Hanged, drawn and quartered

15Mar09

jon-stewart-jim-cramer

Like most people, I thoroughly enjoyed Jon Stewart‘s drawing and quartering of Jim Cramer on The Daily Show last week. It tells you something about the cultural zeitgeist when a television comedian is the one who ends up taking the mantle of journalism.

The episode, despite being immensely uncomfortable to watch, was catharsis in many ways. It was also refreshing to see Stewart finally come down on Cramer (unfortunately, a scapegoat for the real problem – financial news networks) in an expletive laden interview/skewering.

But isn’t that part of the problem? Selling this idea that you don’t have to do anything. Anytime you sell people the idea that sit back and you’ll get 10 to 20 percent on your money, don’t you always know that that’s going to be a lie? When are we going to realize in this country that our wealth is work? That we’re workers and by selling this idea that of “Hey man, I’ll teach you how to be rich”…how is that any different than an infomercial?

I gotta tell you. I understand that you want to make finance entertaining, but it’s not a fucking game. When I watch that, I get, I can’t tell you how angry it makes me because it says to me, “You all know.” You all know what’s going on. You can draw a straight line from those shenanigans to the stuff that was being pulled at Bear and at AIG and all this derivative market stuff that is this weird Wall Street side bet.

How come journalists back in India never hold our politicians’ feet to the fire like Stewart did?

(PS: I did feel sorry for Cramer.)

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8 Responses to “Hanged, drawn and quartered”

  1. 1 bpsk

    You got to give Cramer credit for coming on the show and taking his lumps like a man. Most people in his position would have just found themselves too busy attending a no-comment convention.

    Quite a few reviewers said that Jon Stewart was way too serious for a comic, but when the court is sleeping, it is the jester that has to speak up.

  2. Indian journalists do that. Why only recently had Karan Thapar and Arun Shourie exchanged words during an interview… and Rajdeep Sardesai had practically two elderly netas in a corner in the aftermath of the Mumbai attacks. It’s just that when that happens, people don’t highlight it as in other countries.

  3. @bpsk The way I see it, Cramer had no choice. It would have been a PR disaster for CNBC if he snubbed Stewart like Santelli did. Wait, it *is* a PR disaster.

    @indisch I did think of Karan Thapar. See, the problem is, these interviews get very little exposure outside of the English speaking populace. That restricts it from truly being akin to what Stewart did – channeling public anger.

    I’d like to see more popular news channels in regional languages do what Thapar and Sardesai do.

  4. @PS: Dude, while I thoroughly enjoyed the “discussion,” I couldn’t but wonder the time when Jon Stewart was called into Cross Fire, where he openly declared that he was into comedy and NOT into journalism. And while I respect, and even appreciate what he’s doing for the world, I couldn’t but feel sorry for Cramer. At the same time, to some of the questions that Stewart was asking, I could’ve given better answers. They were simple financial answers that created the amount of wealth that the world saw and loved.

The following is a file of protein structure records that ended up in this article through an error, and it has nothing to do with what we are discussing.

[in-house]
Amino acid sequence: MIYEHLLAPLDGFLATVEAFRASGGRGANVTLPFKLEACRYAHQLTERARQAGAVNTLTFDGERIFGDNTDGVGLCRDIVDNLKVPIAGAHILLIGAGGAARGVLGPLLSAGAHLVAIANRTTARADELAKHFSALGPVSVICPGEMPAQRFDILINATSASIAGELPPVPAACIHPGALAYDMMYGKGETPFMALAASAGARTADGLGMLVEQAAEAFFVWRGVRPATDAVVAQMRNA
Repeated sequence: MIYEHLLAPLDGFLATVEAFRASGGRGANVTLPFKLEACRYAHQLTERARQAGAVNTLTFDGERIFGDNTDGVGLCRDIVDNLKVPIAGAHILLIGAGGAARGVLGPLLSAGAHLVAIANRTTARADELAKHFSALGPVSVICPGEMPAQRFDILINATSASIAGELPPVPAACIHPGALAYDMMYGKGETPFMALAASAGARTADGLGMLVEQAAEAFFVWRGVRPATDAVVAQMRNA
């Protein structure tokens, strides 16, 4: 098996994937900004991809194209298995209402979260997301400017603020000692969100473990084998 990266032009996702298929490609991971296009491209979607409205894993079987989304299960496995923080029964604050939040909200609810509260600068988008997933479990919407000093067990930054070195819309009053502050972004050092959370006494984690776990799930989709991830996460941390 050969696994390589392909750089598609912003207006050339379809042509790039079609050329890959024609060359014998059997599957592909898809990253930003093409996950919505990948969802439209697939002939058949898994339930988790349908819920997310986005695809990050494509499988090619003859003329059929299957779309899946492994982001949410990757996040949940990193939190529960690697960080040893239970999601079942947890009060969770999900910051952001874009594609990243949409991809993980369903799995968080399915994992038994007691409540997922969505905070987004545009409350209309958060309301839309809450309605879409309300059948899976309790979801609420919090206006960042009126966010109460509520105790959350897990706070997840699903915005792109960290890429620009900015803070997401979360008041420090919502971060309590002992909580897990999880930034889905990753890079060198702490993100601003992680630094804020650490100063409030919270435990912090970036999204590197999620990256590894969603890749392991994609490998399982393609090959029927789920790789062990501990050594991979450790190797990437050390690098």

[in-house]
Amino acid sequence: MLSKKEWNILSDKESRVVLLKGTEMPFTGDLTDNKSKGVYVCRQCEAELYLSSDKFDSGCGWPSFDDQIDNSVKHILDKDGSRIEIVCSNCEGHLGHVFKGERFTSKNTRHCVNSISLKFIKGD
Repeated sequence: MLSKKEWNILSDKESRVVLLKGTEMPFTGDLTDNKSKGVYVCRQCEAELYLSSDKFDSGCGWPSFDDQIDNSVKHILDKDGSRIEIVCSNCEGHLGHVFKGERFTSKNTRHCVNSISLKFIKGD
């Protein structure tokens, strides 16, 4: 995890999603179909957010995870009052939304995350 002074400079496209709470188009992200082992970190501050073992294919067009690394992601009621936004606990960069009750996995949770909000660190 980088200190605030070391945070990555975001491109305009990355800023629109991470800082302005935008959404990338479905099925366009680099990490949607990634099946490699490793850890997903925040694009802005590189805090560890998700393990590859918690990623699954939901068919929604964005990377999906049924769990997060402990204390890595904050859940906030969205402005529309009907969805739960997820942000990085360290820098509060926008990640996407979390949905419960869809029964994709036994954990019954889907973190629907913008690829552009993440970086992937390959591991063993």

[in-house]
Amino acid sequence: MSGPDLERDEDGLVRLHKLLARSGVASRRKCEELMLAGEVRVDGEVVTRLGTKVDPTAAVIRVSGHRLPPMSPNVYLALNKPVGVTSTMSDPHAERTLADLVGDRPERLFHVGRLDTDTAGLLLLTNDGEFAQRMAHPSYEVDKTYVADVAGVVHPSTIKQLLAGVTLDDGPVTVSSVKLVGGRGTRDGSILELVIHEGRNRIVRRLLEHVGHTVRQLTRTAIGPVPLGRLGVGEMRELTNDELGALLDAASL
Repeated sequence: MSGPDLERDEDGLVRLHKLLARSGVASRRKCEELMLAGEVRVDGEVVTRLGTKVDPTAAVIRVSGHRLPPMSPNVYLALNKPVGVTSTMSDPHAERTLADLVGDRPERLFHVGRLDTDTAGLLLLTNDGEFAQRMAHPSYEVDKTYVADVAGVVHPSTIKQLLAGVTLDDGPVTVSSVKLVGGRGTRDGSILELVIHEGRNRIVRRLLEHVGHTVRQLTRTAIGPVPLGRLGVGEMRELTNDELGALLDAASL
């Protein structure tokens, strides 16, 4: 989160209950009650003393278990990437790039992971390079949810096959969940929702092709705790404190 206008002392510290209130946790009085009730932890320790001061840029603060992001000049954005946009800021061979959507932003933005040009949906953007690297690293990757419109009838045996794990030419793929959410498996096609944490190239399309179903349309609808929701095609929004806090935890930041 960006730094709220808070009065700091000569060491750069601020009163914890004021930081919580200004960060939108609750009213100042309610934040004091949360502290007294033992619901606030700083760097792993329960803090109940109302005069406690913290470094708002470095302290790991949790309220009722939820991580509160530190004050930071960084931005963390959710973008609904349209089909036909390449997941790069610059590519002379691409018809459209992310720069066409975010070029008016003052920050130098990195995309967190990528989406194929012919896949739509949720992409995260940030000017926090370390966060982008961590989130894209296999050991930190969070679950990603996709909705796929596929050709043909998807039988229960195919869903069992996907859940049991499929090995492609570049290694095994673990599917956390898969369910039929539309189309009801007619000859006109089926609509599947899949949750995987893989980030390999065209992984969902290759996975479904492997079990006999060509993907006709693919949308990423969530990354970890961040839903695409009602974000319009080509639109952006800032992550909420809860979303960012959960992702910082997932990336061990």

Again, Cramer wasn’t the best person to handle the questions that Stewart was asking, and Jon made the best use of it 😀

  5. @Guru Panguji You know, if you go back, it all began as comedy. And CNBC chose to take him seriously; Stewart *had* to do this.

    Jon Stewart’s questions weren’t that smart, I agree. It was just channeling populist outrage. It had more to do with how financial news networks made it look like the boom would never end and how they pandered to the perpetrators of the bust. Also, Cramer is guilty of manipulating the market (through his hedge fund) even if it was ‘technically legal’.

    Yes yes, I do know Cramer was just plain unlucky and I actually enjoy his all out silliness on Mad Money. 🙂

  6. For one, Jon asked questions that were rather unanswerable in short snippets. For another, CNBC’s audience is not Joe the plumber — it is Wall St. One but has to see the ads on CNBC to get this. At the end of the day, Jon and his ilk didn’t talk about this, either. I didn’t see Taleb, Soros, Roubini or countless others who’ve been talking about this on Jon’s show for the five years that people have been talking about this coming. Of course, that could be because Jon was busy making fart noises. Perhaps he should stick to it.

    Not that Cramer is any better, but expecting a for profit TV channel to be socially responsible is laughable at best. Perhaps Jon should donate all his wealth too, in the spirit of social responsibility.

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